Don’t Use the ‘D’ Word

Sneha Bhavaraju photo

From left, Yasushi Yamawaki and Sir Philip Craven of the International Paralympic Committee, and Lucy Birmingham of the Foreign Correspondents’ Club of Japan
(Sneha Bhavaraju photo)

Oct. 16, 2014

Wherever the Paralympic Games go, life can get easier for people living with a physical impairment. Accessibility improves, and attitudes change.

The Paralympics, which are held almost immediately after each summer and winter Olympic Games, are about ability, and not disability. They are about human triumph over obstacles and limitations, and the competition among athletes as they strive to achieve is an inspiration with the lesson that all of us can be better.

“Paralympians are fighters,” said Sir Philip Craven of Britain, President of International Paralympic Committee (IPC). “If we believe we’ve got to do something, we do it, and we do it against the odds if we have to.”

A five-time Paralympian in wheelchair basketball, Craven spoke today at the Foreign Correspondents’ Club of Japan in Tokyo of the transformative effect of the Paralympics on the places where the games are held, on the people who are inspired to compete, and on social acceptance for people living with impairments.

The Paralympics grew out of a rehabilitation program for British soldiers after World War II. The first actual Paralympics were held in Rome in 1960, and the second games were held in Tokyo in 1964. Winter Paralympic games started in Sweden in 1976.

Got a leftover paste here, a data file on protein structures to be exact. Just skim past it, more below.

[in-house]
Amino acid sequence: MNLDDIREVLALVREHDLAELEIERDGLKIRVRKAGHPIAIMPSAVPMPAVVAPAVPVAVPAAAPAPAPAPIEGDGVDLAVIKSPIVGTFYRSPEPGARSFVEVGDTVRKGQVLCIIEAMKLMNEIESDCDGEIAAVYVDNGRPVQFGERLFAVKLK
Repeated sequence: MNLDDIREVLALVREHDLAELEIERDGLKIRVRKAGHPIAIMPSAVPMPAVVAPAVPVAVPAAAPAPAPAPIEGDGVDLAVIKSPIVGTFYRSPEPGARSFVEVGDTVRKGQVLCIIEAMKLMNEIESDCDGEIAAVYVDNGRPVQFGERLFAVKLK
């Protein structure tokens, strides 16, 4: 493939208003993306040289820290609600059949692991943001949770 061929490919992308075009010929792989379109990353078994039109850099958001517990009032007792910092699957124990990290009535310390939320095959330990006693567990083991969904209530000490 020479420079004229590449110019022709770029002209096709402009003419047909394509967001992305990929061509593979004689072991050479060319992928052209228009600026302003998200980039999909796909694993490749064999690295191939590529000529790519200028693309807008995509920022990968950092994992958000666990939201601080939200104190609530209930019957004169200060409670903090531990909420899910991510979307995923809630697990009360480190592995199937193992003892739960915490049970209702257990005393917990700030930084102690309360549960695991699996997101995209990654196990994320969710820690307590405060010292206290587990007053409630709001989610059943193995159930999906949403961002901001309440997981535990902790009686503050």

The Paralympics became officially connected to the Olympic games in 2000.

Over time, the Paralympic movement has been gaining global recognition not simply as an Olympic sidekick but as a full-scale campaign to “enable Paralympic athletes to achieve sporting excellence and to inspire and excite the world,” as the IPC’s vision puts it.

The Beijing 2008 Paralympics had a huge impact on Chinese society, Craven said. Chinese authorities invested RMB 1 billion making 14,000 facilities throughout China accessible, including the Great Wall of China. The games transformed perceptions of people with an impairment, who earlier had been largely excluded from society.

“The games created seismic shifts in attitudes and perceptions,” Craven said. “Paralympians are seen as great athletes, not athletes with a disability. No other game in the world can change attitudes and perceptions like the Paralympics.”

The winter Paralympics in Sochi had the highest viewing ratings to date. The Paralympics are the third biggest sporting event in the world by ticket sales, after the Olympics and the FIFA World Cup.

Yasushi Yamawaki, a Japanese governing board member of the IPC, said the 2020 Paralympics in Tokyo will have a big impact on Japanese society, from inspiring young children with an impairment to compete and overcome their challenges, to helping people to accommodate themselves to an aging Japanese population.

“In 2020, one-third of the nation’s population will be over 65,” he said. “We have to help each other, and we need an inclusive society, inclusive means equal opportunity and participation not only for people with an impairment but also for every member of society. The Tokyo 2020 Paralympics will be a kind of gateway to a future society. This is a golden opportunity to leave a legacy that connects to an equitable, inclusive society.”

One more thing about the Paralympics: Don’t use the D word, Craven asks.

“Let’s get rid of the ‘D’ word, disability, drop it, don’t replace it, drop it from a great height,” he said. He has no objection to naming specific impairments – amputee, blind, wheelchaired, etc. But if you call an engine disabled, that means it doesn’t work – Paralympians prove they are able to overcome limitations.

“Paralympians don’t have time to worry about what doesn’t work,” Craven said, “they maximize what does.”

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